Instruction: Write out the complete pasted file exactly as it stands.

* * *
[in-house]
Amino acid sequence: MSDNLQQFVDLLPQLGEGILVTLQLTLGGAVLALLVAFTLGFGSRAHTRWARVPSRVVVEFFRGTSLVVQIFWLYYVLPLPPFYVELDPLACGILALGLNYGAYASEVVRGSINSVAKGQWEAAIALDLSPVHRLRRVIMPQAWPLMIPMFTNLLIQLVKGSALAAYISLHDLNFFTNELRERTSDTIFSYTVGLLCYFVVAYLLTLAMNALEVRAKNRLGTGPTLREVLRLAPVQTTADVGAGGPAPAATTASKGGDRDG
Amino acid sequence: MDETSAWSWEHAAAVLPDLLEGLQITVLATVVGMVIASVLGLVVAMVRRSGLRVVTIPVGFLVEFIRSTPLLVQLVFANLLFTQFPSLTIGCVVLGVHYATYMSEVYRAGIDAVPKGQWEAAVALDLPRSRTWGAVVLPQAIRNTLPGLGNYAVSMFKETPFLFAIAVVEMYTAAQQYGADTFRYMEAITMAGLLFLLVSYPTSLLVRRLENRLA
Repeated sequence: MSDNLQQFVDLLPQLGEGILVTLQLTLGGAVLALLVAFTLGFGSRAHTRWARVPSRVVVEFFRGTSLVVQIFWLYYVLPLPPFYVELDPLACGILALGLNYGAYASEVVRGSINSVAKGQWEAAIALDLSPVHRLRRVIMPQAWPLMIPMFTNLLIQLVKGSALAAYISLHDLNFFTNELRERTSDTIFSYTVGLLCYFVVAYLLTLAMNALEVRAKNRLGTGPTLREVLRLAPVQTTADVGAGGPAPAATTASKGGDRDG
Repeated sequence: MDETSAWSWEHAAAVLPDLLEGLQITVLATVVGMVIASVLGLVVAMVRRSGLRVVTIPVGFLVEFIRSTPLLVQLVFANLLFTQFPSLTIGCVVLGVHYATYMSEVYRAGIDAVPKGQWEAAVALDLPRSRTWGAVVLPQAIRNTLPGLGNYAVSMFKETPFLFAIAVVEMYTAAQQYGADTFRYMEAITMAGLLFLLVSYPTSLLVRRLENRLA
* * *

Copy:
[in-house]
Amino acid sequence: MSDNLQQFVDLLPQLGEGILVTLQLTLGGAVLALLVAFTLGFGSRAHTRWARVPSRVVVEFFRGTSLVVQIFWLYYVLPLPPFYVELDPLACGILALGLNYGAYASEVVRGSINSVAKGQWEAAIALDLSPVHRLRRVIMPQAWPLMIPMFTNLLIQLVKGSALAAYISLHDLNFFTNELRERTSDTIFSYTVGLLCYFVVAYLLTLAMNALEVRAKNRLGTGPTLREVLRLAPVQTTADVGAGGPAPAATTASKGGDRDG
Amino acid sequence: MDETSAWSWEHAAAVLPDLLEGLQITVLATVVGMVIASVLGLVVAMVRRSGLRVVTIPVGFLVEFIRSTPLLVQLVFANLLFTQFPSLTIGCVVLGVHYATYMSEVYRAGIDAVPKGQWEAAVALDLPRSRTWGAVVLPQAIRNTLPGLGNYAVSMFKETPFLFAIAVVEMYTAAQQYGADTFRYMEAITMAGLLFLLVSYPTSLLVRRLENRLA
Repeated sequence: MSDNLQQFVDLLPQLGEGILVTLQLTLGGAVLALLVAFTLGFGSRAHTRWARVPSRVVVEFFRGTSLVVQIFWLYYVLPLPPFYVELDPLACGILALGLNYGAYASEVVRGSINSVAKGQWEAAIALDLSPVHRLRRVIMPQAWPLMIPMFTNLLIQLVKGSALAAYISLHDLNFFTNELRERTSDTIFSYTVGLLCYFVVAYLLTLAMNALEVRAKNRLGTGPTLREVLRLAPVQTTADVGAGGPAPAATTASKGGDRDG
Repeated sequence: MDETSAWSWEHAAAVLPDLLEGLQITVLATVVGMVIASVLGLVVAMVRRSGLRVVTIPVGFLVEFIRSTPLLVQLVFANLLFTQFPSLTIGCVVLGVHYATYMSEVYRAGIDAVPKGQWEAAVALDLPRSRTWGAVVLPQAIRNTLPGLGNYAVSMFKETPFLFAIAVVEMYTAAQQYGADTFRYMEAITMAGLLFLLVSYPTSLLVRRLENRLA